Child abuse should never be used to make a political attack

I’m an Appalachian American and proud of it. In fact, my T-shirt boldly declares me as such in bright white lettering against navy cotton. “Ain’t,” “reckon” and “yonder” are as common in my daily conversation as an iron skillet is in my kitchen.

For me, there’s never been any shame associated with my ol’ Kentucky home.

Until now.

For the last few weeks, educators from various counties, including my own, and workers from across the state have lobbied, protested and made their voices heard against a tax reform bill and budget under Gov. Matt Bevin.

School systems have closed due to mass teacher call-ins as a response to the matter at hand. Even some parents have kept their children home in support of teachers and their position.

Needless to say, emotions ran high on both sides. But it was not the intensity of the rallies that left me speechless. It was not picket signs or Facebook arguments that left a bitter taste in my mouth.

The shame that now shadows my heart is caused by the governor’s utterly unethical statement made Friday outside the Capitol.

“Children were harmed — some physically, some sexually, some were introduced to drugs for the first time — because they were vulnerable and left alone,” he said about the teacher protests.

His accusations and horrific predictions broke me as I sat next to my soon-to-be kindergartener. I am appalled by his insensitivity to the issues he so carelessly tossed around.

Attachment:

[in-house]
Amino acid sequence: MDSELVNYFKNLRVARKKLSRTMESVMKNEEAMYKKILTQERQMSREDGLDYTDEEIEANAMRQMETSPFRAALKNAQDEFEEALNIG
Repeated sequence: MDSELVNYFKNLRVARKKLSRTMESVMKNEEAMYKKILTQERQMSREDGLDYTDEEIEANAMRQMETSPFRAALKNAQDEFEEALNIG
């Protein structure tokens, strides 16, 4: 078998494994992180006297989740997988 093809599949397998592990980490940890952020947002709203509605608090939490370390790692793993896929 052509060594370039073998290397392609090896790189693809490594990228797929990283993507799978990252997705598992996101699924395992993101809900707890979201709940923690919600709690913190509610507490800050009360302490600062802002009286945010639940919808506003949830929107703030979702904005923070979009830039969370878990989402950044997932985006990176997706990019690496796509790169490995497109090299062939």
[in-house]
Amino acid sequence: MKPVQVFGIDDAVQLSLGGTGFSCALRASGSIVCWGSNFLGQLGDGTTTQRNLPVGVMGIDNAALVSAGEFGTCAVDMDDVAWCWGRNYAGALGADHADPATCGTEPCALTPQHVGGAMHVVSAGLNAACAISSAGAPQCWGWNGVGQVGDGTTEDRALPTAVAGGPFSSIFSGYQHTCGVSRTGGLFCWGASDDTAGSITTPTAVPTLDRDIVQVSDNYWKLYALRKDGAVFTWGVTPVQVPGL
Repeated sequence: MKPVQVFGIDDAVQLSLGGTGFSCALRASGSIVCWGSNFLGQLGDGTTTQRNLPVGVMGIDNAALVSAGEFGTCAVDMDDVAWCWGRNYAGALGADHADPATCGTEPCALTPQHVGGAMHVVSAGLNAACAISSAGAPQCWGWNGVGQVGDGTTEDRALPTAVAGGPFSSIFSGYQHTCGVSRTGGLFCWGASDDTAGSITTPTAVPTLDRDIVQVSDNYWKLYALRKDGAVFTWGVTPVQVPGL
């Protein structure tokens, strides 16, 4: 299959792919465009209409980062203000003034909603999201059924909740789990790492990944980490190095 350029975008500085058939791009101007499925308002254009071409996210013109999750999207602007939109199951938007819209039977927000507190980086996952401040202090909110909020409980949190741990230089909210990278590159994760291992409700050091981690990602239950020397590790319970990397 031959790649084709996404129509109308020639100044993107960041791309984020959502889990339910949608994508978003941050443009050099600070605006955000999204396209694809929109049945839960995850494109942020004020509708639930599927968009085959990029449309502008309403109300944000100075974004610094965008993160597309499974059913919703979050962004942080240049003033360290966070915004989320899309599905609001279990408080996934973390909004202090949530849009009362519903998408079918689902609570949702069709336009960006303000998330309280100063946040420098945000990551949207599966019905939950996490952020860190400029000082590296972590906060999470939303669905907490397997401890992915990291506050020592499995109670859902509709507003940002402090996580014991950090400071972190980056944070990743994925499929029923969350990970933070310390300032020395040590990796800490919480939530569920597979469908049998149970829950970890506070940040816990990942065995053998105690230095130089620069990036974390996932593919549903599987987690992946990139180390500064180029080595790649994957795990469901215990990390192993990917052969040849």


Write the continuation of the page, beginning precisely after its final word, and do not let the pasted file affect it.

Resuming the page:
According to the U.S. Department of Health and Human Services’ Children’s Bureau “Child Maltreatment 2015” report released in 2017, 19 out of every 1,000 children were victims of child abuse.

If you break that number down, that’s roughly two out of every 100 children in the state suffering. An even sadder statistic from the same study revealed 16 children became not only a victim, but a fatality. These findings are shocking, sickening and unacceptable.

Moreover, these findings should not be used in any way, shape, form or fashion to persuade in a political manner and should never be used somehow as a form of leverage for meeting an agenda.

How can the suffering of innocent children connect to budgeting, pension reform or closing of school districts? It can’t, certainly not as some sort of guilt-inducing tactic meant to weigh on the hearts and minds of both school workers peacefully protesting as well as parents taking care of their children.

The governor has lost sight of appropriate points of discussion. He seems to have lost sight of reality, which is not a pretty one.

While my son is safe and well provided for, this is not always the case for many children. Statistically, at least one child my son will share the cafeteria with this fall will endure some type of abuse.

It could be his new best friend. It could be the pretty blonde he chases on the playground. It could be the child sitting silent in the back of class who jumps when the drums are played in the band room next door. I have no way of knowing.

Neither does Bevin.

Herein lies the problem. A teenager he may never lay eyes could have heard his statement and forced tears from his eyes. A Head Start student in my county could have been hiding in the backyard because it’s Friday night and a parent drank too much. An educator could have felt a stomach churn remembering a bruise from last week as regret sinks in for calling in sick.

The governor’s words are far worse than careless. His remarks are irreversible, unacceptable and unsupportable.

Making light of a very real problem facing the Bluegrass State is reprehensible, even more so considering it was done in a manipulative and self-serving manner.

If change is to take place and children are to be protected, the mind-set of those leading our state must be revised. I vote we start with Bevin.

Evidently, it is not just the taxes and budget that needing reform.

Beth Pugh is a writer who lives in Pikeville.

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